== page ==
"I couldn't play, so there was nothing I could do about that," she said. "I focused on other things to put my mind in a good place. It was hard sitting on the bench, but I wanted to help my teammates out as much as I could. I tried to give to them, and I was happy with how their season turned out.

"I felt like their growth was going to help my return be easier. I want to play like I've always played, but at the same time, I know that we have a better core now."

In particular, Beard took Marissa Coleman under her wing. She also encouraged Coleman's former Maryland teammate Crystal Langhorne, along with Rutgers graduate Matee Ajavon. Beard saw a lot of things she liked with the development of the team.

Of course, since this is the Mystics we're talking about, there was still drama and upheaval despite the success of last season. Plank and general manager Angela Taylor departed in apparent disagreement with the franchise, and Trudi Lacey came in to take over both roles.

Beard's former Duke teammate, Monique Currie, suffered an ACL injury in January and is out for this WNBA season. Currie had one of her best pro seasons last year, averaging 14.1 points and 4.8 rebounds.

Then it became known that guards Lindsey Harding and Katie Smith both wanted to leave D.C. Lacey made trades that accommodated their wishes but also got the Mystics talent in return.

Harding went to Atlanta for rookie center Ta'Shia Phillips and veteran guard Kelly Miller, along with an exchange of 2012 draft picks. Smith and second-year player Jacinta Monroe went to Seattle, with rookie Jasmine Thomas and a 2012 pick coming to Washington.

The Mystics also traded with Minnesota to get post player Nicky Anosike, adding to Washington's young and dynamic interior game.

Are there still a lot of question marks for Washington, especially in regard to point guard? Yes. But Beard is looking at it all positively, which is probably the best way to deal with things for someone who's spent seven years in the Mystics organization.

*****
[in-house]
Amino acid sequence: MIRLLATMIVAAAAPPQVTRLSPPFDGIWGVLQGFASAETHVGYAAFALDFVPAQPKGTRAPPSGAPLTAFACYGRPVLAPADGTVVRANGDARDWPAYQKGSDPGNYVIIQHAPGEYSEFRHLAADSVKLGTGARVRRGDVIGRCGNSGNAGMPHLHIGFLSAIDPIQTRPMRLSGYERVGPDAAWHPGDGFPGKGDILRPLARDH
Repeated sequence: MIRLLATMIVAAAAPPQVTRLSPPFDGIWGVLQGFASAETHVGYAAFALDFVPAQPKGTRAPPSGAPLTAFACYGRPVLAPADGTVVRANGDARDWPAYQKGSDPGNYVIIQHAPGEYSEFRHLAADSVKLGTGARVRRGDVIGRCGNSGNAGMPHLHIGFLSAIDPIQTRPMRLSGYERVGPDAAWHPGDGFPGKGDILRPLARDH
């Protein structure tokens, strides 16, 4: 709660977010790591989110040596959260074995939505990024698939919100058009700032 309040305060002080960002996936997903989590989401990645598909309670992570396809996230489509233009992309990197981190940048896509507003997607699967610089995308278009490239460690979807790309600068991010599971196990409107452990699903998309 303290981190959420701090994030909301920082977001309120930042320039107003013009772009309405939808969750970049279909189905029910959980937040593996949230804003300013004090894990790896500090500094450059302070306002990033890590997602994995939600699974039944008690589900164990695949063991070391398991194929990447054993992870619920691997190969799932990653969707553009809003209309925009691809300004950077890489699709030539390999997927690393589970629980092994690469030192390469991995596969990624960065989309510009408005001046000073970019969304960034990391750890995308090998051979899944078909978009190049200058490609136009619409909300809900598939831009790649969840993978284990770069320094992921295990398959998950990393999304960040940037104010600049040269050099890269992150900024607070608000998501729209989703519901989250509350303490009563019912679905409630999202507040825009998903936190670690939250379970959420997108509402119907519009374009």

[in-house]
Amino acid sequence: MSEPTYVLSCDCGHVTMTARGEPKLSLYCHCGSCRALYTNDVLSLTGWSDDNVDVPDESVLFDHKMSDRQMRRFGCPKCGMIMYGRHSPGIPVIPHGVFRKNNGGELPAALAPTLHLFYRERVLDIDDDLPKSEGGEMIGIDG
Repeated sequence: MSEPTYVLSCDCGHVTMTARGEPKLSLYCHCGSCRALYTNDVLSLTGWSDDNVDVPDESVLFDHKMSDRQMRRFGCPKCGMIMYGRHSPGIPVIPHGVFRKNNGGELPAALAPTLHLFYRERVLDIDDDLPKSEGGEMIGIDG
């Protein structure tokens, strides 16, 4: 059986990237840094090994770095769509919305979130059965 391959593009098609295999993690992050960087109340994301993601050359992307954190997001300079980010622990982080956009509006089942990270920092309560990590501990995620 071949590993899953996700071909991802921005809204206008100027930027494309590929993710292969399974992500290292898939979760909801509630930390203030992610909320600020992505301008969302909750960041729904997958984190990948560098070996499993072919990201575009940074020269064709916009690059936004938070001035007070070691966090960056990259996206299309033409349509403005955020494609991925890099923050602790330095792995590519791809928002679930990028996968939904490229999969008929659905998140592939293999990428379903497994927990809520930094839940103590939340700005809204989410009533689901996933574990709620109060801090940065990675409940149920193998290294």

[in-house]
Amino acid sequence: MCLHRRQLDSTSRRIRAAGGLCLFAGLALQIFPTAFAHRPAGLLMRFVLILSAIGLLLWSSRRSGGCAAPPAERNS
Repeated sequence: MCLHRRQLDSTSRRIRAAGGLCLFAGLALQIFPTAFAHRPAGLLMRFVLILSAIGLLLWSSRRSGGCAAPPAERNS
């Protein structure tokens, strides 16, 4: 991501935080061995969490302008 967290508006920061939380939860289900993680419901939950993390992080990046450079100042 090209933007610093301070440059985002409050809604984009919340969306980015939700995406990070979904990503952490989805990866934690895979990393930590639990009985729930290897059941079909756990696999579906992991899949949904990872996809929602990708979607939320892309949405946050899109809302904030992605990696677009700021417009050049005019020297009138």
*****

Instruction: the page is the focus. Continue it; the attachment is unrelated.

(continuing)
"I roll with the punches," Beard said, frankly. "Obviously, yeah, I've had six coaches in seven seasons. So … I adjust. In some ways, I've become numb to it.

"If you want to win championships, I do think you have to build some stability. I hope with Trudi coming in, that's going to be the start of our stability. I love what she's about and what she's done so far."

We've heard this before in regard to the Mystics, and it's easy -- actually, it's almost required -- to be cynical about this organization. But the moves Lacey has made, so far, actually all seem to be for the best.

"I'm excited about this team. It's the first time we've had a frontcourt like we have this year," Beard said. "A lot of people may not expect us to be good, but we have a lot of hard-working players. It makes me think all the work I've been putting in is not going to waste, because I know my teammates are working just as hard. And that we're going to have a special season this year."

Beard is still hoping for a chance at a WNBA championship. But that's not all she thinks about in terms of what she's getting from being in the league. She's told younger players such as Coleman and Ajavon to become involved with youth teams as a way to not just help the kids, but to keep growing themselves.

"These young girls want people to look up to," Beard said. "It's not just about lending your name, but really being involved with these kids -- teaching them they can get to where you are if they work hard and try to take advantage of your opportunities."

And, of course, showing them how to take the ups and downs without getting too up or too down.

"I love it when kids or younger players come up to me," Beard said, "and they say, 'How do you do this or that?' It really puts a smile on my face."